We have also concluded that judges would more frequently assign offenders to the Civil Addict Program if county probation officers advised them that an offender was eligible for such a commitment. Existing law and California court rules specify that probation officers shall provide sentencing reports to judges that examine, among other matters, the "habit of temperance" of offenders as well as their "record of substance abuse." Probation officers are already required to summarize the defendant's prior criminal record, which contains all the information needed to determine whether an offender with a substance abuse problem meets the legal criteria for the Civil Addict Program. However, probation officers are under no obligation to report on the eligibility of offenders for a Civil Addict Program commitment.
Analyst's Recommendation. For the reasons discussed above, and consistent with our recommendation from last year, we recommend the adoption of a statute restoring credits to civil addicts. To the extent that such a legal change prompts some offenders to agree to participate in the Civil Addict Program instead of accepting a regular prison sentence, the state could save on correctional costs. We also believe it is reasonable that civil addicts and felons incarcerated together at the CRC be treated alike in the allowance of credits.
We also recommend the enactment of legislation to require that county probation officer sentencing reports determine whether an offender is eligible for commitment to the program. This would impose a mandate upon local government that would be reimbursable by state government. We do not believe the mandate would be costly, however, because probation officers are already mandated by law to gather the information necessary for such determinations. We believe any costs would be outweighed by the state savings on incarceration that would result from commitment of offenders to the Civil Addict Program instead of longer prison terms. Placing more offenders in the program is also likely to reduce the incidence of crime committed by addicts upon their release from prison. Left untreated, these offenders would be more likely to continue to abuse illegal drugs and alcohol and return to a life of crime.
Two Pilot Projects. The CDC budget includes $1.1 million and 15 positions to implement an experimental program to deter the infiltration of illegal drugs into state prisons. The budget proposes the creation of an internal Drug Reduction Task Force charged with overseeing pilot projects at two prisons, each of two years' duration, aimed at deterring the flow of illegal drugs into prison facilities. Canine units and electronic scanning equipment capable of detecting the presence of drugs would be established at the prisons. Inmates would be subjected to random drug testing, and prison visitors would be monitored with closed-circuit cameras in visiting rooms in an attempt to halt drug trafficking.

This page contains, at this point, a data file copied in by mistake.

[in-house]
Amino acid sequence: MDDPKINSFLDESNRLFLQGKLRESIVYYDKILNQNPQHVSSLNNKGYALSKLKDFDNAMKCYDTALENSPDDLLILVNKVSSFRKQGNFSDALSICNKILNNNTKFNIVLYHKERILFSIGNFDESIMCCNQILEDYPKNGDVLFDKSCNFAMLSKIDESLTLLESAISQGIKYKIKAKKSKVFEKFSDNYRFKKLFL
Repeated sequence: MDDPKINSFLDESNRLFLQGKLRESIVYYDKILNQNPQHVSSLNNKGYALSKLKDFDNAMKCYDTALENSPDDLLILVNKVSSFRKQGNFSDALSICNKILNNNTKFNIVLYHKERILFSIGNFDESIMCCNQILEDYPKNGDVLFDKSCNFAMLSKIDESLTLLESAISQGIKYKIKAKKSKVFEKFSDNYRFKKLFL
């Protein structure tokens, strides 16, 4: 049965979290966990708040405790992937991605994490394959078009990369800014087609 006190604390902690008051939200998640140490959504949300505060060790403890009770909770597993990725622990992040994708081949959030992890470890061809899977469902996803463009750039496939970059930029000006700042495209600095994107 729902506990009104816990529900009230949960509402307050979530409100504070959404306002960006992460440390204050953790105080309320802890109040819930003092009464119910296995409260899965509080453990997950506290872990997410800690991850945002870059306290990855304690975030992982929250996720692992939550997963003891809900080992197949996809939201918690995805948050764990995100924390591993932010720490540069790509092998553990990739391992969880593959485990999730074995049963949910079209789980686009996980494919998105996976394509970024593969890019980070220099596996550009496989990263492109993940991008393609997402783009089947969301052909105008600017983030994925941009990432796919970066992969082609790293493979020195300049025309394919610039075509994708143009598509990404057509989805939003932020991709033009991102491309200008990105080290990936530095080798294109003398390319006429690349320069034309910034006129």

We agree that drug trafficking is prevalent at a number of correctional institutions. But we believe the proposal is flawed in several respects:
the test it has already conducted at CRC and report on its effectiveness in deterring drug trafficking at that facility.
Analyst's Recommendation. For these reasons, we recommend thedenial of a request for $1.1 million and 15 positions requested for the experimental projects, and the redirection of the funds to initiate the further expansion of in-prison substance abuse treatment programs using the proven substance abuse treatment approach.
We believe CDC already has adequate administrative resources to create an internal Drug Reduction Task Force that could evaluate the effectiveness of the ongoing efforts at CRC to interdict illegal drugs and recommend any necessary CDC policy changes to reduce drug trafficking on prison grounds.
be funded entirely using surplus cash held by the Prison Industry Authority and not from the General Fund. (Reduce Item 5240-001-0001 by $500,000 and establish a new Item 5240-011-0678 in the same amount.)
Examination of Programs Sought. Of the 148,000 inmates held by CDC as of May 1997, about 82,000 participated in (1) academic and vocational education programs and (2) work programs including Prison Industry Authority (PIA), Joint Venture, and various work assignments within the prisons. However, with the exception of a study of the Joint Venture program commissioned by the Legislature, CDC has not examined what impact these programs have had on providing inmates with marketable job skills or reducing inmate recidivism rates. Since an average of 70 percent of inmates paroling from state prison return within a year of release with either a parole violation or a new court conviction, the effectiveness of CDC's programs has been unclear.